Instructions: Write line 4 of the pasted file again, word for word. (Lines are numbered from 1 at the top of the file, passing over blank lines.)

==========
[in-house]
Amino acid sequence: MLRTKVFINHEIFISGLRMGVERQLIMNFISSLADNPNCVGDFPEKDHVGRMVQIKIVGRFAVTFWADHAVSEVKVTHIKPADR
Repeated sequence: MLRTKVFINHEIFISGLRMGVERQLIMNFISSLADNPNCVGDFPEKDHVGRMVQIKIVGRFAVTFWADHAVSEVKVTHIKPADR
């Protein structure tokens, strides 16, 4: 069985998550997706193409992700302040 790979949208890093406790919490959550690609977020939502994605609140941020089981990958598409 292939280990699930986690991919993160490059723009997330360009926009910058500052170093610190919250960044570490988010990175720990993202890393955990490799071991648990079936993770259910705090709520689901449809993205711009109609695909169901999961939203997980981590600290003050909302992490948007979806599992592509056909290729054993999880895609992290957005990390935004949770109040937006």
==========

């Protein structure tokens, strides 16, 4: 069985998550997706193409992700302040 790979949208890093406790919490959550690609977020939502994605609140941020089981990958598409 292939280990699930986690991919993160490059723009997330360009926009910058500052170093610190919250960044570490988010990175720990993202890393955990490799071991648990079936993770259910705090709520689901449809993205711009109609695909169901999961939203997980981590600290003050909302992490948007979806599992592509056909290729054993999880895609992290957005990390935004949770109040937006």